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Emerging Research in Play Therapy, Child Counseling, and Consultation



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Practitioners, researchers, and educators in play therapy, counseling and psychology write about emerging research in play therapy, child counseling, and consultation for the benefit of play therapists, play therapy educators, students, and mental health providers of children and families. Among the topics are the impact of trauma on brain development: a neuro-developmentally appropriate model for play therapists, a cognitive-behavioral play therapy approach for adolescents’ pro-social skill development in the school setting, toy guns in play therapy: an examination of play therapists’ belief, consultation strategies for working with professionals supporting foster families, and the play therapist in the courtroom: preparing and preparing a client for court.

From the Author LeAnne Steen:
The purpose of this book is to consider that play therapy is an eco-systemic form of therapy, and integrating these topics is essential in modern day play therapy conceptualization. In saying that it is eco-systemic, I am not speaking of the actual relationship or interventions. I am talking about the reality of the complexity of working with children and their families. A play therapist is responsible for being competent to work with a variety of populations and to engage in consultative supervision, as is any counselor or therapist working with any individual clients. But, for play therapists, working with children, we are responsible for working with a variety of caregivers and professionals who are often connected to the child in meaningful ways.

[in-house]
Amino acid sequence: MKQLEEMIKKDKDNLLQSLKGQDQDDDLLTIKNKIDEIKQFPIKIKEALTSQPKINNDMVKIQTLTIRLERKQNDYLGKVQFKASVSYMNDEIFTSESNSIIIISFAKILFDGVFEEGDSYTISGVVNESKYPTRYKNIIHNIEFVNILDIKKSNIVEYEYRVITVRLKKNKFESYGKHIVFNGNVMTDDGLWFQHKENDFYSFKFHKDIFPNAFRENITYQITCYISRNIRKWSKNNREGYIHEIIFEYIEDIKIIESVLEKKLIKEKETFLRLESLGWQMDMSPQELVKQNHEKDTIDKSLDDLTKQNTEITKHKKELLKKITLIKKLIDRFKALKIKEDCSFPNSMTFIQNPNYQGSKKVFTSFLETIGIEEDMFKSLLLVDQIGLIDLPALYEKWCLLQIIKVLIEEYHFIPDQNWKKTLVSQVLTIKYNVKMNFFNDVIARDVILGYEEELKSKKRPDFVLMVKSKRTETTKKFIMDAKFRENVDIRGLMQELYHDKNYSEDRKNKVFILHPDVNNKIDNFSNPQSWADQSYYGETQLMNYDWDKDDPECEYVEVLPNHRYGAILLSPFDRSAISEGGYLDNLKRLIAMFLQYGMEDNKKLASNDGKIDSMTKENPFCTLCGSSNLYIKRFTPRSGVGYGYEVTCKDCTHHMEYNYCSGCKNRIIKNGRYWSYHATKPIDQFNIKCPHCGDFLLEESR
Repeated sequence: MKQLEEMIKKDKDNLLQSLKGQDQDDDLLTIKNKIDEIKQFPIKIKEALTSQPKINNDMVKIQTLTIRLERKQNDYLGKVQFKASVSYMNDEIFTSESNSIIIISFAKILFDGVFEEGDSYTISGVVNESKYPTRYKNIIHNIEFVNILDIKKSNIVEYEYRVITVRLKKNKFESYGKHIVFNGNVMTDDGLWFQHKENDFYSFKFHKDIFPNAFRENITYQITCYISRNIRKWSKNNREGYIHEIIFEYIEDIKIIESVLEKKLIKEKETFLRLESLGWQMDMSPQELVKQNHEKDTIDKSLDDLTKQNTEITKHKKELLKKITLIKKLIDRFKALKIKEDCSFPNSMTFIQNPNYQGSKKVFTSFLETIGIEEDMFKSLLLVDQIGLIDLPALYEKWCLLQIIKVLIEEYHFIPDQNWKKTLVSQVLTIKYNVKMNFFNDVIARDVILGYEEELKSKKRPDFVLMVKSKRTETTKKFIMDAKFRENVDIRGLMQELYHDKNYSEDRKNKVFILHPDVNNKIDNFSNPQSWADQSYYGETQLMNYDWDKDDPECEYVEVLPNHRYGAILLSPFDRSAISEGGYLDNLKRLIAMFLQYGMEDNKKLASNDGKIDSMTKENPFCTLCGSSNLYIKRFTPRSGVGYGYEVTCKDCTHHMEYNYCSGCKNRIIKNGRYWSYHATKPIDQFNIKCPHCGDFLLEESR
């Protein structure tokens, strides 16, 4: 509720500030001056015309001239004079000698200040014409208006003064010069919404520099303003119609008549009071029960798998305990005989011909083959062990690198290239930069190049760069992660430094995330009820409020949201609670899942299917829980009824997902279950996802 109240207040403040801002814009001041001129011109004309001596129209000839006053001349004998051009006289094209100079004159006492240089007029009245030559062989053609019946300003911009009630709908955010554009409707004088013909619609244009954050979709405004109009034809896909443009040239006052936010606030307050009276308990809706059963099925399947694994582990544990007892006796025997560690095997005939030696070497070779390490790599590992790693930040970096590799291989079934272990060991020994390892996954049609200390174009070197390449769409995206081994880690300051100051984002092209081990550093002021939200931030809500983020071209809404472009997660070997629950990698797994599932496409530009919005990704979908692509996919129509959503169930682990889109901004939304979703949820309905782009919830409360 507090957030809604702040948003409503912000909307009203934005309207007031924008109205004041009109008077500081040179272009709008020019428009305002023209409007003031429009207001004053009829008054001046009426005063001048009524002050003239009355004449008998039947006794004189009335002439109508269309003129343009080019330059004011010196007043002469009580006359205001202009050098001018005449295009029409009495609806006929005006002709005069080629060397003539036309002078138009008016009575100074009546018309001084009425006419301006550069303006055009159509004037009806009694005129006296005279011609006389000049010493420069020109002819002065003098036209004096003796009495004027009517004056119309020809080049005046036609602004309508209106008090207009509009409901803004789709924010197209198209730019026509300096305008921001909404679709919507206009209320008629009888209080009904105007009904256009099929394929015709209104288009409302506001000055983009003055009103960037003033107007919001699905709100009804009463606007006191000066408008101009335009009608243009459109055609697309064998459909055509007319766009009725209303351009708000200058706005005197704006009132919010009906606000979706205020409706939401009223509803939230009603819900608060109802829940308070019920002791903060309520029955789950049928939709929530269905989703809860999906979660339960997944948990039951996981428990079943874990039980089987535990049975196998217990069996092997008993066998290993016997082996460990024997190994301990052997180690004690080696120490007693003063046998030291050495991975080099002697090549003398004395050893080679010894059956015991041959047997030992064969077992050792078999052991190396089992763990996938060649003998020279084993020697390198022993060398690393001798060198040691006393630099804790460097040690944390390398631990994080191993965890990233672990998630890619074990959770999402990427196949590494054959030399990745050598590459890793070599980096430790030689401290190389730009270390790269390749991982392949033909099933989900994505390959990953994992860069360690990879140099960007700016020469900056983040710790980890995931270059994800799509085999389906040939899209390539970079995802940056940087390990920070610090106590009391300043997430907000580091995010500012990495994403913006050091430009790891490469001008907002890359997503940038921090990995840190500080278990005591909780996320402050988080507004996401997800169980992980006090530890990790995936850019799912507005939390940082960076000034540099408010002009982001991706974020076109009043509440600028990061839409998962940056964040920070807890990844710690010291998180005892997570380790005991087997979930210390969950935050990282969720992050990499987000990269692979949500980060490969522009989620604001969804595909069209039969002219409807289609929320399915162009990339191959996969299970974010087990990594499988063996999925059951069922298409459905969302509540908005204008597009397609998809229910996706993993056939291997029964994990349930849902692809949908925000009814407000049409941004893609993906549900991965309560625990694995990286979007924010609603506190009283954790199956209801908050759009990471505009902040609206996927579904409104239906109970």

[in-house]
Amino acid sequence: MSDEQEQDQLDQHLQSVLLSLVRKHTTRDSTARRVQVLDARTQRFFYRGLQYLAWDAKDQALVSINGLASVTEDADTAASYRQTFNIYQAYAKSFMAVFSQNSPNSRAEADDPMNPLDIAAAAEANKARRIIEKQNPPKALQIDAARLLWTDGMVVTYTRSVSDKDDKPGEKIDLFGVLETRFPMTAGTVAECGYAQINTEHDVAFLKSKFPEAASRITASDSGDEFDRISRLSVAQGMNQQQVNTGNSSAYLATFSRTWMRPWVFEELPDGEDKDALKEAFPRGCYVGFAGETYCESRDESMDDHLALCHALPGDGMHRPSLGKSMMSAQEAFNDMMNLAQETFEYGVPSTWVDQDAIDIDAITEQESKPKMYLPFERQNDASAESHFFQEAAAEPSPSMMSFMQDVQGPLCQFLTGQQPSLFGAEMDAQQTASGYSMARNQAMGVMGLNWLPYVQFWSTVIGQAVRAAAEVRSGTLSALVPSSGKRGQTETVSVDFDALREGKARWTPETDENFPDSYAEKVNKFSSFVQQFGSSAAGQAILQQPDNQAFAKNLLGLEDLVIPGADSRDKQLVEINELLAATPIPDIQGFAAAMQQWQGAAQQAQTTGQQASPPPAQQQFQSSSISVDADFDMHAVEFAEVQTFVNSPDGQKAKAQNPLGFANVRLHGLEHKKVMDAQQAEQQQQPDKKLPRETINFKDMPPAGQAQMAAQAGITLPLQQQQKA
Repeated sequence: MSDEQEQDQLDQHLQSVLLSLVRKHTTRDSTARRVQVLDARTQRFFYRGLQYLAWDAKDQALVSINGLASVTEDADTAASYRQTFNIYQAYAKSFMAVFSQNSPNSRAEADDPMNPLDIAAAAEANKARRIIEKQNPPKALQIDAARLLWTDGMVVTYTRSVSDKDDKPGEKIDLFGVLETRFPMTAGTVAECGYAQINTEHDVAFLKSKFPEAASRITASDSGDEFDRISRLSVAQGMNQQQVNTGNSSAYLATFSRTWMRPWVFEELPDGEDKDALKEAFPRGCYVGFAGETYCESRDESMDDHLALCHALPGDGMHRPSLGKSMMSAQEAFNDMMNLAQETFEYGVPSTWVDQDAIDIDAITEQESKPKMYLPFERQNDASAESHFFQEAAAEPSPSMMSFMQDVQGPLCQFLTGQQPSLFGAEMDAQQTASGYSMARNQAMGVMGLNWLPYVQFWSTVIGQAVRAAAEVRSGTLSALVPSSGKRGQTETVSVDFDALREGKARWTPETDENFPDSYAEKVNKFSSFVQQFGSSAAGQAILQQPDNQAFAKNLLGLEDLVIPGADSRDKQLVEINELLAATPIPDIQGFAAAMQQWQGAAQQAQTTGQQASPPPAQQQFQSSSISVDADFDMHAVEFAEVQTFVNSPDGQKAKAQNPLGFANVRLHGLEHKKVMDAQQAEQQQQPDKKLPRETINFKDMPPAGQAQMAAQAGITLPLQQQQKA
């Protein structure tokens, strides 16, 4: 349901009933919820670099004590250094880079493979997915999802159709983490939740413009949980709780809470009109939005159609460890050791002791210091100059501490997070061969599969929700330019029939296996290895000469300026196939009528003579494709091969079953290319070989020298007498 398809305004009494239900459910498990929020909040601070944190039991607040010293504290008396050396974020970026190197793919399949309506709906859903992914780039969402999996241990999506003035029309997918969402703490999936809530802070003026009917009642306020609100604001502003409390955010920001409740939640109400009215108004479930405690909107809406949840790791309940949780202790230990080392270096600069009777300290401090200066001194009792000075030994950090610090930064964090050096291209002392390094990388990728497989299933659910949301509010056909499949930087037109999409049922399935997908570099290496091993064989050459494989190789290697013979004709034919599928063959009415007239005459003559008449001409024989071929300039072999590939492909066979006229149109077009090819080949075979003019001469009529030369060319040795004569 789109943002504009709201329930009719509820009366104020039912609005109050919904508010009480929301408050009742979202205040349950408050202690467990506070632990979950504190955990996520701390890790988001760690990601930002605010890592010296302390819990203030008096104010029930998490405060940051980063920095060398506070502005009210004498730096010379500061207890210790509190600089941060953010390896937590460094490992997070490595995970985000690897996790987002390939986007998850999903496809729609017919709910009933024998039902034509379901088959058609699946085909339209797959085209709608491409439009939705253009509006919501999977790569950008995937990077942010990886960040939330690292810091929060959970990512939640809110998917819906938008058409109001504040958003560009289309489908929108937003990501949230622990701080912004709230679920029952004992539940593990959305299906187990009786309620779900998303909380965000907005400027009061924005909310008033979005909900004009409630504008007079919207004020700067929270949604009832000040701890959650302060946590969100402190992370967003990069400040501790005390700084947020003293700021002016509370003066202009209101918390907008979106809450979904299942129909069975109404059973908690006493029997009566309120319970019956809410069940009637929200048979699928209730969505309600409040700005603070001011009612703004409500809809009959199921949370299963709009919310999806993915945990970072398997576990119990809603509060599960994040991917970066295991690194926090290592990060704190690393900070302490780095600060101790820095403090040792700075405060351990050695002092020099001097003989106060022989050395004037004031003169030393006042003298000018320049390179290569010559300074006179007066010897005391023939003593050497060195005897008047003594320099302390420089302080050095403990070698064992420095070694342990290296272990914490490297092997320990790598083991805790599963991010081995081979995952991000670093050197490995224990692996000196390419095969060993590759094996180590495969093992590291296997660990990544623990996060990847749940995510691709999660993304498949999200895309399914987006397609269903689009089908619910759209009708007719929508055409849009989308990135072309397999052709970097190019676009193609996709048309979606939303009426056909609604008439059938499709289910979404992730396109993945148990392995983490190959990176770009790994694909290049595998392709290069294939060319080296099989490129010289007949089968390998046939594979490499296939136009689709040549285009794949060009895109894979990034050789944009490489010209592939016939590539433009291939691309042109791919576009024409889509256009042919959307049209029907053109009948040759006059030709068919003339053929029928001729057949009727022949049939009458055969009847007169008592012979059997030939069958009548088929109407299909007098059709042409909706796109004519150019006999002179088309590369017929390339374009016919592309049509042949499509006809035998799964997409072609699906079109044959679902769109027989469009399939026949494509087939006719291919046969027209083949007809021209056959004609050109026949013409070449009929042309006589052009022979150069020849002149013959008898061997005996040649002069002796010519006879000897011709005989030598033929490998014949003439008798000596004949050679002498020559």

Brofenbrenner (1979) first developed the concept of ecological systems theory as a means for understanding children developmentally, but within the context of their multi-systemic experience. The child is at the center (developmental age, gender identification, etc.); he or she is immediately surrounded by the microsystem (family/ caregivers, school church, friends); then the next layer surrounding the child is the mesosystem (the interconnections between microsystems like caregivers and teachers); then the exosystem (social services, neighbors, media, politics); and finally the macro system (culture and ideology).   
The play therapist must attempt to join the child in their inner circle, by meeting the child both developmentally and with awareness of the relationships and systems impacting the child. Our role is to reach out to these caregivers and other professionals, to be the voice, to understand the services, to collaborate, to ensure there is not over duplication, and create supportive systems around the child. When working with caregivers, we need to engage them and respect their need for support and the diversity that they bring to the table too. As a child centered play therapist, I focus on my role as recognizing this multi-systemic reality and engaging within it, on behalf of the child, but my relationship with the child in the room follows child centered tenets. O’Conner (2015), however has outlined an entire play therapy theory based on the eco-systemic concept.
In this spirit, I have invited authors to write about emerging research in the field of play therapy, child counseling and consultation. By including the consultative, I feel this book takes a more holistic perspective of the reality of play therapist’s needs in the play therapy research and available literature. These are the practical implications, of being informed by the literature, as it pertains to the reality of play therapy. In addition, the book has a strong emphasis on the neurobiological implications in play therapy, and there are several chapters on specific theory and specific populations, including both empirical and conceptual studies that increase the evidence for best practice.
The target audience for this book includes play therapists, play therapy educators, students, and mental health providers of children and families.

Additional information

Weight3.02 lbs
Dimensions11 × 8.5 × 1 in


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